With extreme weather getting both more frequent and more severe, resilient power has never been more important. Four new case studies, authored by the Clean Energy Group with support from Northeast Electrochemical Energy Storage Cluster, showcase fuel cells in resilient power systems.
Last month, Slate Magazine published an article about the record-setting hurricanes we’ve already seen this season, happening in a year already on pace to be the hottest on record. A new study also suggests that storms will become increasingly frequent and stronger than anything we’ve seen before.
Recent history has demonstrated the impact of these types of natural disasters, so that part isn’t hard to predict: Millions of people will lose power, critical facilities like first responders and hospitals will run on faulty back-up power, and mobile communications will be lost, leaving some without access to emergency 9-1-1 services.
But our experience of these past storms has offered some glimmers of hope: Some communities and buildings were set up to weather an extended power outage. These places have the capability of generating their own clean energy while being separated from the power grid; during grid outages, they are able to supply electricity for critical services. In the years after these major weather events, like Hurricane Sandy, many other building owners and communities have installed similar resilient power systems.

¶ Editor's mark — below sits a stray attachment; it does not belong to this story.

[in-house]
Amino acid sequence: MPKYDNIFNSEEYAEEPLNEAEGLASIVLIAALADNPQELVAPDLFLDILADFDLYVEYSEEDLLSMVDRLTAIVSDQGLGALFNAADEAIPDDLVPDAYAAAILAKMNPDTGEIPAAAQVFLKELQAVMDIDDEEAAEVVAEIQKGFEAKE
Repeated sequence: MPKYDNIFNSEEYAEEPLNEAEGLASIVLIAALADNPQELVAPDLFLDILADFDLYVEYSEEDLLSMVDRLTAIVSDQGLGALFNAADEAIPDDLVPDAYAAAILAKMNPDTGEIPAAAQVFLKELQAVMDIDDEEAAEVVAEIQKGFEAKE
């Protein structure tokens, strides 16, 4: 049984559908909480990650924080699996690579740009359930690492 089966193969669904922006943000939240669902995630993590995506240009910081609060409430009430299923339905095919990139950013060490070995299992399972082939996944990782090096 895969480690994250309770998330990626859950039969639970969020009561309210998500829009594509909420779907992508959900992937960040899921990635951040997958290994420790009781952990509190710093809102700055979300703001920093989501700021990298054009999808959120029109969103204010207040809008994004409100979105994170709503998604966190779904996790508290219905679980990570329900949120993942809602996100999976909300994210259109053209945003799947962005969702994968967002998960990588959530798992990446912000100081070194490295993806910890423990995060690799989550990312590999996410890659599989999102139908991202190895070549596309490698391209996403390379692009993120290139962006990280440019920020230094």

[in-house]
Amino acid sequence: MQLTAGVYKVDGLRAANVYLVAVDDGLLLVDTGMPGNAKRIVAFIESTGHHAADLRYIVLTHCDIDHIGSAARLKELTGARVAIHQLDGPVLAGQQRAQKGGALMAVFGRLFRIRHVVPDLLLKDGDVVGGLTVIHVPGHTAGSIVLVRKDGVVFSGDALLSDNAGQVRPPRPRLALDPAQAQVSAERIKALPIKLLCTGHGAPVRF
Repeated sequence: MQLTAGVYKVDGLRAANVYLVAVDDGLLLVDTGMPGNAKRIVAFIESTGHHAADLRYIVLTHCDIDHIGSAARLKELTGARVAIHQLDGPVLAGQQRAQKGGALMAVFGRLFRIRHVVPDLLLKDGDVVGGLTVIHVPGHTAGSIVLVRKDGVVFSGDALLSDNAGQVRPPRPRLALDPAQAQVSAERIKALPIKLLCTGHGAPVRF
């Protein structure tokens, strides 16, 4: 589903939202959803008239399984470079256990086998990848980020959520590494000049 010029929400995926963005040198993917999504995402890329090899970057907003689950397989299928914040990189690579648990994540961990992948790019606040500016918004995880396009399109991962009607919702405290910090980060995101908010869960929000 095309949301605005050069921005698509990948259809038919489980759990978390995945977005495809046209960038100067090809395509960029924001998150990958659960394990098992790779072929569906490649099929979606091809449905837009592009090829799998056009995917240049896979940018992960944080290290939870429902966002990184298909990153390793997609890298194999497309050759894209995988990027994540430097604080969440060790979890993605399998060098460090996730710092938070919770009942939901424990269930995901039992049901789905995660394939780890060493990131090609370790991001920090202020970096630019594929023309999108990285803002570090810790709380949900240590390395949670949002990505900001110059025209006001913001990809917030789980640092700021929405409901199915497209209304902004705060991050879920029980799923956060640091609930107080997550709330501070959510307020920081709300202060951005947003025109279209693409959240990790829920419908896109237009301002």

The New York City Police Department, for example, installed a fuel cell in its Central Park Precinct and during the Blackout of 2003 was able to continue operations seamlessly at a time when emergency first responders were greatly needed. A fuel cell at South Windsor High School in Connecticut allowed the school to serve as an emergency public shelter when a snowstorm knocked out power for as many as 11 days in parts of the state. During the storm the school provided showers, warm meals, outlets, a nurse’s station, and a place to sleep for 600 people. Several hospitals in Connecticut have also installed fuel cells to support critical energy loads when the grid goes down, like respirators, operating rooms, and refrigeration for medicines. Cell phone towers have also used fuel cells to provide mobile communications services during power outages, which help to support access to emergency 9-1-1 services.
In addition to providing power during emergencies, these fuel cells run throughout the year, saving thousands of dollars on energy costs and reducing emissions of critical air pollutants and greenhouse gases.
A recent webinar hosted by the Clean Energy Group, called “Fuel Cells for Educational Facilities,” provided an overview of the technology for resilient power systems. As part of the Resilient Power Project at Clean Energy Group, this webinar and case study series work in combination to demonstrate a readily-accessible technology option for communities looking to weather the next big storm. Visit www.resilient-power.org for more information and resources including reports and webinars.